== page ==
The organization formally known as Hounsfield Test Equipment is renamed as Tinius Olsen Ltd. In January 2004, Hounsfield Test Equipment took the name of its US parent company Tinius Olsen. One of the motives of this one-brand approach was to enable the Tinius Olsen Group to satisfy a much wider range of testing requirements across all industrial sectors and in particular provide a consistent high standard of expertise in materials testing to global customers, many of whom have manufacturing facilities in multiple countries across the world.
The History of Hounsfield
Hounsfield the engineering company was founded in 1904 by Leslie Hounsfield.
Who was Leslie Hounsfield?
Leslie was an outstanding engineer, an inventor with a genuine pioneering spirit always looking to embrace the very latest in technology and trying to use it to enhance people’s lives.
What did he do?
As a young inventor Leslie made a living designing and producing pumps. However his first real major project came about when he considered the inefficiency and time wasted by his brother who was a Medical Doctor in General Practice. His brother, a locum at that time, traveled between patients either using a horse drawn taxi, or by bicycle.
Automobile technology was advancing but only available for the wealthy. Leslie felt an affordable car would radically improve the efficiency of local doctors and greatly improve the quality of care provided, so he set about designing and building what was probably the first real ‘company car’.
The prototype was ready in 1913 but the outbreak of war meant it did not go into production until nine years later. It was called the Trojan and was an instant success; affordable and economical to run.
The Trojan was taken up by the Brooke Bond Tea Company who had the standard saloon modified for use as a delivery van. The Trojan was immortalized when the toy manufacturer Dinky brought out a series of model Trojans including one sporting the Brooke Bond livery.
Leslie Hounsfield’s other designs
Another side of the Hounsfield business was the Safari Camp bed business. Leslie designed an ingenious camp bed which utilized a series of sprung steel supports to stretch a strong tough canvass to provide a very comfortable ‘field’ bed. The light-weight bed, easy to assemble was fist designed for use by the military. In the 1950’s and 60’s the Safari bed became very popular amongst camping enthusiast.
Where did the testing come into this?
From the outset as a manufacturer Leslie was totally committed to quality. He was single minded in the need to provide a quality product and he instilled this in the engineers who joined the growing number of staff employed at the Croydon based factory.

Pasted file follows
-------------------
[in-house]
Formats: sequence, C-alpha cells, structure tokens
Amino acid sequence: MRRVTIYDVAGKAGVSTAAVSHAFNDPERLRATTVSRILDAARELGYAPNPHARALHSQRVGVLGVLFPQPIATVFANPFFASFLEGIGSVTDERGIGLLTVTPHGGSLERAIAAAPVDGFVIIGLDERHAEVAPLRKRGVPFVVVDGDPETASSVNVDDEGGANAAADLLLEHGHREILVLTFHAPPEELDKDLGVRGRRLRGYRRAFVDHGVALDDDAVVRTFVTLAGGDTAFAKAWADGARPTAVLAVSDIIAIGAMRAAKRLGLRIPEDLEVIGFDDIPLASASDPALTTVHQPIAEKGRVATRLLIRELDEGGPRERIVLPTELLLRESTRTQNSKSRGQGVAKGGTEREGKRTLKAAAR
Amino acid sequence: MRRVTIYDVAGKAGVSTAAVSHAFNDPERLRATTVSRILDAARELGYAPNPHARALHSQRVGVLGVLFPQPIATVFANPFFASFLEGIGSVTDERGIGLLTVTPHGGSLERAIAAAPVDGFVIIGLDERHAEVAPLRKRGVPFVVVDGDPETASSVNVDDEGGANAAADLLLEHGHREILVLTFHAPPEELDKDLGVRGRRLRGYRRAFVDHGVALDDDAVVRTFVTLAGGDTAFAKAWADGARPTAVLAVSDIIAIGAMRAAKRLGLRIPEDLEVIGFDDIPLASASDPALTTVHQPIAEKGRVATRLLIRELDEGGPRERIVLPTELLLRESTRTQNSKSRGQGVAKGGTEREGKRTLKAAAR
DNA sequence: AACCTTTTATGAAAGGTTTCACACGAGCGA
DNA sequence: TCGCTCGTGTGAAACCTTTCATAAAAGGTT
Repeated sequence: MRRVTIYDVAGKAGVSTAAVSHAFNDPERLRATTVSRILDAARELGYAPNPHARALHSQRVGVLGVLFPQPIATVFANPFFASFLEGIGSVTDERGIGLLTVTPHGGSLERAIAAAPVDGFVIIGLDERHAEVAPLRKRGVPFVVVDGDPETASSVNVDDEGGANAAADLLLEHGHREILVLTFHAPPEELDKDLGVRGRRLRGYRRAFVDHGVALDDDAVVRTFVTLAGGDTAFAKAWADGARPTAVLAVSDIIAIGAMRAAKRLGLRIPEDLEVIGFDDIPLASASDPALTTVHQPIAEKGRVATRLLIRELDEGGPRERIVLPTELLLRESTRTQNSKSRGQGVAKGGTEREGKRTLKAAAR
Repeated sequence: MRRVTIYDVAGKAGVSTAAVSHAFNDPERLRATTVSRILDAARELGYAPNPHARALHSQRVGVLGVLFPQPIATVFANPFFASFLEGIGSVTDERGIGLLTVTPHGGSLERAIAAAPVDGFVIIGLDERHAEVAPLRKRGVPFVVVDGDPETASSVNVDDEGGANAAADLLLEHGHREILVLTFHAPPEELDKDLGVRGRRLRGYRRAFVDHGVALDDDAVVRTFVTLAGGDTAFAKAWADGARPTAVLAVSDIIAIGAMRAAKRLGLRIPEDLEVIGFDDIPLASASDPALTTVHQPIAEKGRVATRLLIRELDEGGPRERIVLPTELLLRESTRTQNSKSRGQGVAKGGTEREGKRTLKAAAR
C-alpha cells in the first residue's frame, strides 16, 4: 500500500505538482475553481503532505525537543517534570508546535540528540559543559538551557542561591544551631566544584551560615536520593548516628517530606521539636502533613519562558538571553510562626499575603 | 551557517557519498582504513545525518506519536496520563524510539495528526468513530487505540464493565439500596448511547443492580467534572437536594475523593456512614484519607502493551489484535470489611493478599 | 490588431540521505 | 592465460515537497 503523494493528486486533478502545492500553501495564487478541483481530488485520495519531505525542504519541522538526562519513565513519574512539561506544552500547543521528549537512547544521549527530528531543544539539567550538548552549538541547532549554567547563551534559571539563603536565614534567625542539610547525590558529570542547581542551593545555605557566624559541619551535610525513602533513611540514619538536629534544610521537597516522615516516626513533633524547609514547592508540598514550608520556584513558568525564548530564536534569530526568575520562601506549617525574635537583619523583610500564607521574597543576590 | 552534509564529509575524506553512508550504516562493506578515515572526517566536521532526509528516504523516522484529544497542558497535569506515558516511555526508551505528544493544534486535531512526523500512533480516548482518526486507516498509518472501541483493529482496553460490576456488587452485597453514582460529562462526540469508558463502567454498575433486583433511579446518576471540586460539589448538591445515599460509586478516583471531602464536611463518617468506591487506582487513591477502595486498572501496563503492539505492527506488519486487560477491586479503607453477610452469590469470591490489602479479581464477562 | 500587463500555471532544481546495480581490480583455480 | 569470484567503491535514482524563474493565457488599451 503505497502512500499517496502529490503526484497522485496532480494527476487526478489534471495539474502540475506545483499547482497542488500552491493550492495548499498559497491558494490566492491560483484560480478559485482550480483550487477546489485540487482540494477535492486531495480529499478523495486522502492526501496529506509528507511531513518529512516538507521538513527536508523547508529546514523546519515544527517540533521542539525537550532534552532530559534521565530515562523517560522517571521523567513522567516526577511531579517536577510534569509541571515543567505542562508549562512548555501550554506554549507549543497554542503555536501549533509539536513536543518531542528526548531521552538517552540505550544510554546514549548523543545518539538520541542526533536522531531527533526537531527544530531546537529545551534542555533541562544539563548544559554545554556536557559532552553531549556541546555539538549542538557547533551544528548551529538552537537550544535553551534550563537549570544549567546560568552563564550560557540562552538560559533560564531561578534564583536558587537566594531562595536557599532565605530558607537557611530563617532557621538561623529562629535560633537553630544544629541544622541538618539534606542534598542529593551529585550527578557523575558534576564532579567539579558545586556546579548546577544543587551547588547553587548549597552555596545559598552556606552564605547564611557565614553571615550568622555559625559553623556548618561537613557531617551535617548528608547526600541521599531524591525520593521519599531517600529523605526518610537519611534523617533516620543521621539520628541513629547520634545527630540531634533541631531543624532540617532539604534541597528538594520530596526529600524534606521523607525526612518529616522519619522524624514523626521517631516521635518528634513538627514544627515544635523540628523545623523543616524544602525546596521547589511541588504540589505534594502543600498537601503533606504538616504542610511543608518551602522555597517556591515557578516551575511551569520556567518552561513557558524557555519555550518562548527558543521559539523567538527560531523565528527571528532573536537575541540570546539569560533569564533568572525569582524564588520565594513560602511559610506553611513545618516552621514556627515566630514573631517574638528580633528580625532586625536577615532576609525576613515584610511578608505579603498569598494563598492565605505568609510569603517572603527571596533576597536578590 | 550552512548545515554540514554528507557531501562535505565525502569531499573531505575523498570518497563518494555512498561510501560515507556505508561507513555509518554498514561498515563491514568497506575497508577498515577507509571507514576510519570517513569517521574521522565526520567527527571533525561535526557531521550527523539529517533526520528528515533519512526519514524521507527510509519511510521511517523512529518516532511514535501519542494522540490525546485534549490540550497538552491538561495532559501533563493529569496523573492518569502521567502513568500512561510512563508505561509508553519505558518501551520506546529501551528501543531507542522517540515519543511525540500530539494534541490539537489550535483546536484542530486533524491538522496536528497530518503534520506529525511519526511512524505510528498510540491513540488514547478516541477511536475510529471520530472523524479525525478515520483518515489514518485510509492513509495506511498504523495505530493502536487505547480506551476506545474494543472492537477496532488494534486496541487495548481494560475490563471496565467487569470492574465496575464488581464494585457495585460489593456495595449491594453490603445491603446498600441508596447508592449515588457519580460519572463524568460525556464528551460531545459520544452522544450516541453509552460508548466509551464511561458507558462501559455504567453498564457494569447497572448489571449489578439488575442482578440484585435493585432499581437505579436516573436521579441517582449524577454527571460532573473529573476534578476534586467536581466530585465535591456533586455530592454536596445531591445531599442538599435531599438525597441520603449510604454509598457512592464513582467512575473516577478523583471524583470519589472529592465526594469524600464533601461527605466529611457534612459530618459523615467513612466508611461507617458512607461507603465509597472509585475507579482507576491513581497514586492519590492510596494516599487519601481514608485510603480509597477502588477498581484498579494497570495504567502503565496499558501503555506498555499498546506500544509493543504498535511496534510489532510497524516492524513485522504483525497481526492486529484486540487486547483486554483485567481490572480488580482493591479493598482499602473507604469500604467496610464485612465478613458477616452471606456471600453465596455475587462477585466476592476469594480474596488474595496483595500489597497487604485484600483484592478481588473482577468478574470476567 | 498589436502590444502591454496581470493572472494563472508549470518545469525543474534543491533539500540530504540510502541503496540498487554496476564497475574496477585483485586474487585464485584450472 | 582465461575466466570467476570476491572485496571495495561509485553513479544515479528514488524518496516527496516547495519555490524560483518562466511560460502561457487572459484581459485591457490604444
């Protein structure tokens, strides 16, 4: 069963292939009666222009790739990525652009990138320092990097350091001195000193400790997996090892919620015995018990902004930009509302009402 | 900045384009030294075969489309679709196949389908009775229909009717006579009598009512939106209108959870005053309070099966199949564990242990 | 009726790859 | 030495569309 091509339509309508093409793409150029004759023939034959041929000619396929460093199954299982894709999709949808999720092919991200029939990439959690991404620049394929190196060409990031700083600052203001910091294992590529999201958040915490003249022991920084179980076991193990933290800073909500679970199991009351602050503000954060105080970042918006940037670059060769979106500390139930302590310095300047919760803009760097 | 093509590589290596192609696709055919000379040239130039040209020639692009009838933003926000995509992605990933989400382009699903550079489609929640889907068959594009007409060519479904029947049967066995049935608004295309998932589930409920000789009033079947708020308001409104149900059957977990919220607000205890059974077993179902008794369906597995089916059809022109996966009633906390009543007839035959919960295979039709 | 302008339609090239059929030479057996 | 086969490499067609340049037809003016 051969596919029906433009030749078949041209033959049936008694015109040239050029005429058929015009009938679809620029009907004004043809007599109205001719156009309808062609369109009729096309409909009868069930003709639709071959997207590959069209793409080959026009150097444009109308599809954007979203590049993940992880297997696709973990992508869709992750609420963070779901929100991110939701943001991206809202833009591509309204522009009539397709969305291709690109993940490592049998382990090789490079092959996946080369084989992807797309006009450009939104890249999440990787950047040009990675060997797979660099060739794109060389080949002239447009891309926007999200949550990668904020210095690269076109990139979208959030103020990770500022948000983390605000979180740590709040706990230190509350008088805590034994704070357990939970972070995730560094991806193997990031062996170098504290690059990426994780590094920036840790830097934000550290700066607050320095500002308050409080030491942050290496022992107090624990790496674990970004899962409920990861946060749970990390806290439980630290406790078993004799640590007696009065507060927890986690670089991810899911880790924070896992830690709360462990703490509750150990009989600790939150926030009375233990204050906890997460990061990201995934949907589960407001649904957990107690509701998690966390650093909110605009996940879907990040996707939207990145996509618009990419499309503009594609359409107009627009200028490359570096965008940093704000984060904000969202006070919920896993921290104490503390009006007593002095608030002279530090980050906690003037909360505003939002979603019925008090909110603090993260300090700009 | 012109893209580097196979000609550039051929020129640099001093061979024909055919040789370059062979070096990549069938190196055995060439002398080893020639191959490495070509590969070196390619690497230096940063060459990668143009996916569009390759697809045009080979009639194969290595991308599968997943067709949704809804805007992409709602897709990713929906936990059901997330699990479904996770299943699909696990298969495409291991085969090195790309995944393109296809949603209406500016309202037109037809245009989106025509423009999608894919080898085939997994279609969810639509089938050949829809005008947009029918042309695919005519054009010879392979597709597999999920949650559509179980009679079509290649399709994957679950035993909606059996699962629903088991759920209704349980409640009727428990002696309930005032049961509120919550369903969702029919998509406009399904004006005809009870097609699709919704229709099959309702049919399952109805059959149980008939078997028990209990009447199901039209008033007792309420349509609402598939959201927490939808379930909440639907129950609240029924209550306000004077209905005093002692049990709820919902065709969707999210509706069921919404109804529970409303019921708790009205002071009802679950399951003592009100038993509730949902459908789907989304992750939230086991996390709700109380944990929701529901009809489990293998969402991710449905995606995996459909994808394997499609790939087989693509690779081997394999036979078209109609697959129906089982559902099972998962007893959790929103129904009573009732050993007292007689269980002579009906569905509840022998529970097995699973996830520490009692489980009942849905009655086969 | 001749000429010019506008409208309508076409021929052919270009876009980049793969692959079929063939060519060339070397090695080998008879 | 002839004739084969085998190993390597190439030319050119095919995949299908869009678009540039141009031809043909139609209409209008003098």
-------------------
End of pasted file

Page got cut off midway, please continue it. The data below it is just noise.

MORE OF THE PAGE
In pursuit of quality the engineers at Hounsfield wanted to test and measure the mechanical properties of the materials and components which were used in the Trojan. In particular the metals, alloys and springs. To achieve this, the Hounsfield engineers needed a Tension/Compression materials testing machine.
The only machines available at that time were very large in terms of force capacity and not at all accurate, they were also expensive. For Leslie the solution was easy, design a machine specifically to do the job! The result was the Hounsfield horizontal bench mounted tension testing machine – as pictured here. A screw driven hand operated machine with a maximum force capacity of 20 kN (2000 kg). The machine was ideal, easy to use, reliable and even portable.
Leslie presented a series of papers and presentations at the Institutes of Mechanics and Building Research. This was just the testing machine the industry needed. For the first time it was possible to quantify the mechanical and physical properties of materials and components easily, alongside the manufacturing process. Soon Hounsfield was selling hundreds of machines, not just in England, but overseas across the world. Hounsfield became the generic name for a Tension/Compression testing machine.
So what happened to Hounsfield’s designs?
With the outbreak of World war II Hounsfield, like most engineering companies at the time, turned over its manufacturing facilities to support the war effort. Once over, tough times forced Leslie to sell the Trojan car company to Leyland cars who developed it further and continued to sell the model successfully for a number of years. Even today fine examples of the Trojan are still on the road.
The Hounsfield family retain a Trojan model in perfect working order as does Lord Montague at the Beaulieu Motor Museum in Hampshire. The Safari camp bed business was acquired by one of the UK’s leading leisure and camping outlets. In 1969/1970 part of the testing machine company was sold to Monsanto (Europe) and was moved to Swindon, the remaining part of the company and its premises was retained by the family of Leslie Hounsfield and then became Morland Engineering Limited. The fortunes of the company were restored by a young, skilled engineer Brain Stevens. Brian had trained as an apprentice under Leslie and recognized the still growing need for testing machines in industry and in the 1970’s began to rebuild Hounsfield as a testing machine company.